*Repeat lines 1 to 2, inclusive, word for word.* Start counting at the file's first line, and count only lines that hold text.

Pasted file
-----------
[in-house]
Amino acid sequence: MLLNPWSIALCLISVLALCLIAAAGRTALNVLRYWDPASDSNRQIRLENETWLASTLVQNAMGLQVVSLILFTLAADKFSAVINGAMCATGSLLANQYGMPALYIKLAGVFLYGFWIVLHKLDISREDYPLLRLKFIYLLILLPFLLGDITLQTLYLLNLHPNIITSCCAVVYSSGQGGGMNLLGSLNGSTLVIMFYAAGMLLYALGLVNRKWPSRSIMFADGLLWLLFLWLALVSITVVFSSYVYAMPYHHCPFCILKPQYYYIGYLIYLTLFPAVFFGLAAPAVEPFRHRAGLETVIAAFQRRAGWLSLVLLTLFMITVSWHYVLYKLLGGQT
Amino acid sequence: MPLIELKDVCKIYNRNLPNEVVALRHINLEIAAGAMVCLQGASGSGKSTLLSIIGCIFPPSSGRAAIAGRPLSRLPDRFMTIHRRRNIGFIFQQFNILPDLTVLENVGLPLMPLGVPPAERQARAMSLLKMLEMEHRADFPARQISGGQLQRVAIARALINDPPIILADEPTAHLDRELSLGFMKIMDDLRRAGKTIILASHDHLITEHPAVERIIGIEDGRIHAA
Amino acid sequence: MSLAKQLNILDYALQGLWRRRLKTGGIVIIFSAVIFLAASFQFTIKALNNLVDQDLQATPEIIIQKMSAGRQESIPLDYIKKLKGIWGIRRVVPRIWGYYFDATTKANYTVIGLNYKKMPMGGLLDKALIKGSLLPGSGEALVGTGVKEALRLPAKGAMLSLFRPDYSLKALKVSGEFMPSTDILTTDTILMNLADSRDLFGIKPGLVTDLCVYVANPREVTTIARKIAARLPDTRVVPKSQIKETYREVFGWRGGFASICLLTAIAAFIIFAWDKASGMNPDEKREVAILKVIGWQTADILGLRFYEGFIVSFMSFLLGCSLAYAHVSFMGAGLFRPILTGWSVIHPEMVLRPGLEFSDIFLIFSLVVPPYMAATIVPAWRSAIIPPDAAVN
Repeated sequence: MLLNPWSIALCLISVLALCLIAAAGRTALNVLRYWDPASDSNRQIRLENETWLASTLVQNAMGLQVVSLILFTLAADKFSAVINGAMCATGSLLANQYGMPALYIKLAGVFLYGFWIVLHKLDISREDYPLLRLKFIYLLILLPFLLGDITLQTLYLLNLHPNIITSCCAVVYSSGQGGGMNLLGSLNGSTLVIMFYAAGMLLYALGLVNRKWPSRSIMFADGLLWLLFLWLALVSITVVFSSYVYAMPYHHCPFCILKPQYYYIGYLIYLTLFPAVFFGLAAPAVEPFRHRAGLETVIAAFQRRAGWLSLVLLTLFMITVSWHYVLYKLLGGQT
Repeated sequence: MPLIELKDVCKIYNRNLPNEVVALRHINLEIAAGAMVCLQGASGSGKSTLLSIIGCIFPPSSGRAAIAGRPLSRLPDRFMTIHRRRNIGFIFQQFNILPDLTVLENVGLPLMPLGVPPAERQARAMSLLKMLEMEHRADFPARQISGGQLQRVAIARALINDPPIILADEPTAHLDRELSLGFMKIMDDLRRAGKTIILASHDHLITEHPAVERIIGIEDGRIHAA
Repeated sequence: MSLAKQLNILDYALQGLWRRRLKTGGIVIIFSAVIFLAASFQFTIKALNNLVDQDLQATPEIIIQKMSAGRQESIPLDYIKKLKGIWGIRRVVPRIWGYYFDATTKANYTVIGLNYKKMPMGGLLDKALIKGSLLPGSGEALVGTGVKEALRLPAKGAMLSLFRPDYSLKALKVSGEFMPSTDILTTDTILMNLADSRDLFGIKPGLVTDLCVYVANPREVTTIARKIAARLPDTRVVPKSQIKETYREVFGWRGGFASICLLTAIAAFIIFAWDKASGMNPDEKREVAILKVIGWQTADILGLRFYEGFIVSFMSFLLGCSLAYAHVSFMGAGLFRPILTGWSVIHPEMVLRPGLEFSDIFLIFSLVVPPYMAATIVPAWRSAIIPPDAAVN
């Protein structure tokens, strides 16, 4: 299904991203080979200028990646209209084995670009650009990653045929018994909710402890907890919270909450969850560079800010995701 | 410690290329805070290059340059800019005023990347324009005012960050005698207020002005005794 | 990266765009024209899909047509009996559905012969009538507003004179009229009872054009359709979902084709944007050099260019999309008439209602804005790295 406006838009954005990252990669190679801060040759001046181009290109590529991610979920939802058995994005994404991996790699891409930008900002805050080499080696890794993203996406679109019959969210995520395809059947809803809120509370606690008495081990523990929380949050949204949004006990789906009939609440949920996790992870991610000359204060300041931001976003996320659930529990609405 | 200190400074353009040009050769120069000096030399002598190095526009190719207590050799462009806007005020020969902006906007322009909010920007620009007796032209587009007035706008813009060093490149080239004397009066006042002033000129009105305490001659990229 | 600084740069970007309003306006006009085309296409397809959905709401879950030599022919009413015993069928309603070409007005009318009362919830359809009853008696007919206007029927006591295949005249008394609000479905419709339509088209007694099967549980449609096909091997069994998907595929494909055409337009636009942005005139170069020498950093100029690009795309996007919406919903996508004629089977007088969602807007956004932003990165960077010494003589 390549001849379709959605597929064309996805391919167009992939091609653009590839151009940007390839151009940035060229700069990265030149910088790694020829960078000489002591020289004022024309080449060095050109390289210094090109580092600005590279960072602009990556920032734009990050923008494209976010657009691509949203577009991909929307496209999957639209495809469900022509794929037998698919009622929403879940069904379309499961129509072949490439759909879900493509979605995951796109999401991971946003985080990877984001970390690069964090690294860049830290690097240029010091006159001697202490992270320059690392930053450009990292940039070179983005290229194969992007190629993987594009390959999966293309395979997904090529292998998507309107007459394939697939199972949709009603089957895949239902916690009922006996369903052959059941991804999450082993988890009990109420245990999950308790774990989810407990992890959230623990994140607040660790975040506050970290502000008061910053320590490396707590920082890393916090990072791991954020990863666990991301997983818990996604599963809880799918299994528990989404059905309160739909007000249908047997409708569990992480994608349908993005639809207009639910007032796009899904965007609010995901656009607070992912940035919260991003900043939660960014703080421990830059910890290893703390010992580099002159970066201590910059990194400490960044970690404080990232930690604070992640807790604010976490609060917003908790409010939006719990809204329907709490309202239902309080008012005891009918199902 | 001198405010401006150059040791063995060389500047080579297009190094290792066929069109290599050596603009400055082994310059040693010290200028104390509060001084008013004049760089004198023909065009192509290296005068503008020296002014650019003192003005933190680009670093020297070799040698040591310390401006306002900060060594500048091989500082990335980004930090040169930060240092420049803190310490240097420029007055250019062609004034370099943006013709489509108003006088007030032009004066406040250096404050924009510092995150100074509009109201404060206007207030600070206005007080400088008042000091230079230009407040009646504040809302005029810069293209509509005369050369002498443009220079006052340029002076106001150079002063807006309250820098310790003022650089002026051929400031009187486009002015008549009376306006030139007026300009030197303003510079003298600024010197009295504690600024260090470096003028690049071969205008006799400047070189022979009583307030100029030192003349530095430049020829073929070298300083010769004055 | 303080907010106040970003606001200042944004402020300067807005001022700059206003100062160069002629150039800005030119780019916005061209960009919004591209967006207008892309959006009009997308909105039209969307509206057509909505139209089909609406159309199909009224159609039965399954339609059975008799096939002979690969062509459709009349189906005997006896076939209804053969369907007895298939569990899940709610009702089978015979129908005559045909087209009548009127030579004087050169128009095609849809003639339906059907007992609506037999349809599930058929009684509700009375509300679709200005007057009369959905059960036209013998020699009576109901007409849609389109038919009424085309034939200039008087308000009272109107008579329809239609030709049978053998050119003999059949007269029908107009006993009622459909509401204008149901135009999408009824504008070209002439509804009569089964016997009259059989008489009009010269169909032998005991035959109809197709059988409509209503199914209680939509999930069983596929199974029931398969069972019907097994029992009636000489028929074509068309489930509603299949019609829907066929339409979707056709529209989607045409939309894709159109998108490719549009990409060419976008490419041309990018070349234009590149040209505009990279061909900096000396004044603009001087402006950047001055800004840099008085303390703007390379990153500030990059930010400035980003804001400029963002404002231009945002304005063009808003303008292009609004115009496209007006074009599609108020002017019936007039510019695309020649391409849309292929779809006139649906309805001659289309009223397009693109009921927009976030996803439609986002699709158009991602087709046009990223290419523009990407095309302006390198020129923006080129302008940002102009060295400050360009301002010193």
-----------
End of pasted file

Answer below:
[in-house]
Amino acid sequence: MLLNPWSIALCLISVLALCLIAAAGRTALNVLRYWDPASDSNRQIRLENETWLASTLVQNAMGLQVVSLILFTLAADKFSAVINGAMCATGSLLANQYGMPALYIKLAGVFLYGFWIVLHKLDISREDYPLLRLKFIYLLILLPFLLGDITLQTLYLLNLHPNIITSCCAVVYSSGQGGGMNLLGSLNGSTLVIMFYAAGMLLYALGLVNRKWPSRSIMFADGLLWLLFLWLALVSITVVFSSYVYAMPYHHCPFCILKPQYYYIGYLIYLTLFPAVFFGLAAPAVEPFRHRAGLETVIAAFQRRAGWLSLVLLTLFMITVSWHYVLYKLLGGQT